A leading head injury specialist based at Southampton’s teaching hospitals says the launch of a nationwide major trauma system in England today (Monday) will revolutionise treatment for critically ill patients across the country – potentially saving up to 20% more lives a year and improving outcomes for many others.
Dr Andy Eynon, director of major trauma at University Hospital Southampton NHS Foundation Trust, believes the development, which sees the creation of 21 dedicated major trauma centres, is one of the “most exciting in the NHS for a generation”.
He spoke out as Southampton General Hospital and the John Radcliffe Hospital in Oxford began operating officially as the two regional centres responsible for the treatment of adults and children with the most severe injuries.
More than half of all major trauma – the term used to describe life-threatening injuries commonly sustained through road traffic accidents, falls, violence or sporting injuries – happens on the road and it is twice as common in urban areas than rural parts of the country.
“This is one of the most exciting and necessary developments in urgent care we have seen in the NHS in England for a generation and is the first step towards a co-ordinated attack on the most common cause of death for people under the age of 40,” said Dr Eynon, who is also a consultant in neurosciences intensive care and vice-president of the brain injury charity Headway.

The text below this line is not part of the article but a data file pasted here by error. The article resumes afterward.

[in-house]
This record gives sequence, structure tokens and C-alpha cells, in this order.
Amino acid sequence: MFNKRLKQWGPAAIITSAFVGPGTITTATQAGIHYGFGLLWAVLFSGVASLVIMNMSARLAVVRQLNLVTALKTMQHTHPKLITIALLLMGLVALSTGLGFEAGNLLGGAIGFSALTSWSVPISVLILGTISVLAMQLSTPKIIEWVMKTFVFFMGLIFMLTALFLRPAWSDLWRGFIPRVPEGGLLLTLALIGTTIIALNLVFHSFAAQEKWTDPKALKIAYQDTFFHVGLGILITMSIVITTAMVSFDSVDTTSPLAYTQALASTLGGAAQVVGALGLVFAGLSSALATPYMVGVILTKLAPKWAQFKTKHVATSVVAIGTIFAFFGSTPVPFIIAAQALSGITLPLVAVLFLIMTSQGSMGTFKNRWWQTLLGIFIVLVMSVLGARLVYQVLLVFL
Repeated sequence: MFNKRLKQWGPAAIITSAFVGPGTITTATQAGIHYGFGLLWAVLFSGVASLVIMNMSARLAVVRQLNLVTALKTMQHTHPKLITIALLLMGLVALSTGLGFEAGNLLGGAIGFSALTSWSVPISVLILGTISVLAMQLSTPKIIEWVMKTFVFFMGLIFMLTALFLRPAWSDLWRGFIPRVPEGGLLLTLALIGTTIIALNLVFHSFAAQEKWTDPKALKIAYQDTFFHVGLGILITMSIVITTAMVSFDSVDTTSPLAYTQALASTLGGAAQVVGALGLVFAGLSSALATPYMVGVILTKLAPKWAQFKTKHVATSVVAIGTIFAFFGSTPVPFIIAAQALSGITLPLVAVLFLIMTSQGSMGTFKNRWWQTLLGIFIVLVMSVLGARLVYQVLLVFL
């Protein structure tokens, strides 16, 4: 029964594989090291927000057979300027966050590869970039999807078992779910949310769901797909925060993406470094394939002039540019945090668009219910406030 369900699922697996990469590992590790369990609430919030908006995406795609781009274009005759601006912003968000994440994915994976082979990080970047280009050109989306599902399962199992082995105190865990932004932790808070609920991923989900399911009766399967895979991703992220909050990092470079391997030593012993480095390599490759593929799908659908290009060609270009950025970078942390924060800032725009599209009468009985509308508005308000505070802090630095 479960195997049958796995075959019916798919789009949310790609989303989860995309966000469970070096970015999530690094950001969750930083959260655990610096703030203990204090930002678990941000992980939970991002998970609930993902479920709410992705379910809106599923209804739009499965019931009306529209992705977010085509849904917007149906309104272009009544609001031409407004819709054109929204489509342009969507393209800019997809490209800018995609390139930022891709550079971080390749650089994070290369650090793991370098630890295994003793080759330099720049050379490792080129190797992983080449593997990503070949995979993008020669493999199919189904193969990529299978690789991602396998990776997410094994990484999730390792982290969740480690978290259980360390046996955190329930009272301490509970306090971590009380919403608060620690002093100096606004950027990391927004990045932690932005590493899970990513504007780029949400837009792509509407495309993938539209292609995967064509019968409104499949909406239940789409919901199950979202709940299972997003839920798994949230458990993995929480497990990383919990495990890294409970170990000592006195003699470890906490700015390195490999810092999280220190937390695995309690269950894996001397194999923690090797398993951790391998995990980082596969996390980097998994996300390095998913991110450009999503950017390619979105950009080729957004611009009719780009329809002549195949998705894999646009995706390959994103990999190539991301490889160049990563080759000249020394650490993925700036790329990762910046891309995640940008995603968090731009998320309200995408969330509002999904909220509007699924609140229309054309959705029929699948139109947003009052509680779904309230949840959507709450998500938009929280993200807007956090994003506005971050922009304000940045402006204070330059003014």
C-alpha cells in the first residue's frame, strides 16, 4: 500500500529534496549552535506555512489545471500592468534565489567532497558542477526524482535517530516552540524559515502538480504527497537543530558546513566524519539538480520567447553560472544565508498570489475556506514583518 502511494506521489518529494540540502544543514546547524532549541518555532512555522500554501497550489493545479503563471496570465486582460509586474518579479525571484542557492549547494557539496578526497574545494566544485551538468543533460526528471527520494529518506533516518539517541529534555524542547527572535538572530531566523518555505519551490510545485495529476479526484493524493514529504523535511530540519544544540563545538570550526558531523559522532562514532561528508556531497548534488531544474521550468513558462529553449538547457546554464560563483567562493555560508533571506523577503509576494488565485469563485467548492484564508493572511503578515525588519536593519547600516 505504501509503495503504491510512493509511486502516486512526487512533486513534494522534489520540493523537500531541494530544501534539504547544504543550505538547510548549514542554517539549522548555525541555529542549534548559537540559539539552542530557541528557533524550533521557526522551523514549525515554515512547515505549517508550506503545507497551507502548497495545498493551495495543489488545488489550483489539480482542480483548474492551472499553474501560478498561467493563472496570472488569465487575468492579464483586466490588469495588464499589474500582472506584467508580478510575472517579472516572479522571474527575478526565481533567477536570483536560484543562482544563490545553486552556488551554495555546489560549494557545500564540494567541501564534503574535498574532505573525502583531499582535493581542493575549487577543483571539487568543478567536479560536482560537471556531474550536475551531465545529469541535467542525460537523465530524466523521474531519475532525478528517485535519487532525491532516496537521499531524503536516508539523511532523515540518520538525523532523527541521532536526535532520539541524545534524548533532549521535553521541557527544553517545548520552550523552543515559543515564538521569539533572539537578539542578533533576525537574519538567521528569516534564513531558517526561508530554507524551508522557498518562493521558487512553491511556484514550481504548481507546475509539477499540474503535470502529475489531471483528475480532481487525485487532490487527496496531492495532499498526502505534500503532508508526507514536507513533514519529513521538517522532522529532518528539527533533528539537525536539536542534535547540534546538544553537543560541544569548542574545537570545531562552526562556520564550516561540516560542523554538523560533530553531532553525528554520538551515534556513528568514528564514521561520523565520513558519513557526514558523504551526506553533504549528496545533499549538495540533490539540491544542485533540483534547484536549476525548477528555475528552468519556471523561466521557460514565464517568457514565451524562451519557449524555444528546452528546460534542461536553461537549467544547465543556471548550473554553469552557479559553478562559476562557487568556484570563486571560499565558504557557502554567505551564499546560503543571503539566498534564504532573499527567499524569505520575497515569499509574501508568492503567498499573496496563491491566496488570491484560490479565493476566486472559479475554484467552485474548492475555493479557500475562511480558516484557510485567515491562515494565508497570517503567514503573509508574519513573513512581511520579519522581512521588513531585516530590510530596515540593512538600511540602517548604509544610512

“Having nationwide networks, which have been established in the USA and Australia for many years and, since 2010, in London, where an additional 52 lives were saved in the first year of operation, could potentially save 20% more lives and will improve outcomes for many other patients.”
Southampton General Hospital and the John Radcliffe Hospital have the full range of specialist surgical, intensive care and supporting services potentially required for patients who suffer major trauma.
From today, those patients will bypass their local hospital and instead go directly to Southampton or Oxford if their injury occurs within a 45-minute drive.
Patients who are injured further afield will be taken to their nearest trauma unit, assessed and resuscitated before being rapidly transferred if their injuries require specialist intervention.
Dr Eynon added: “The development of this network in the south and those across England gives patients the best chance of surviving and recovering from major trauma due to immediate access to the right professionals, teams and equipment at anytime of the day or night – the benefits of going direct to a hospital that can provide all the necessary care hugely outweigh the risk of the additional drive time.”
Latest data from the Trauma Audit Research Network ranks Southampton among the top hospitals in the country for outcomes from major trauma injury, with an extra three patients in every 100 surviving the most serious injuries compared to the national average.
Posted on Monday 2 April 2012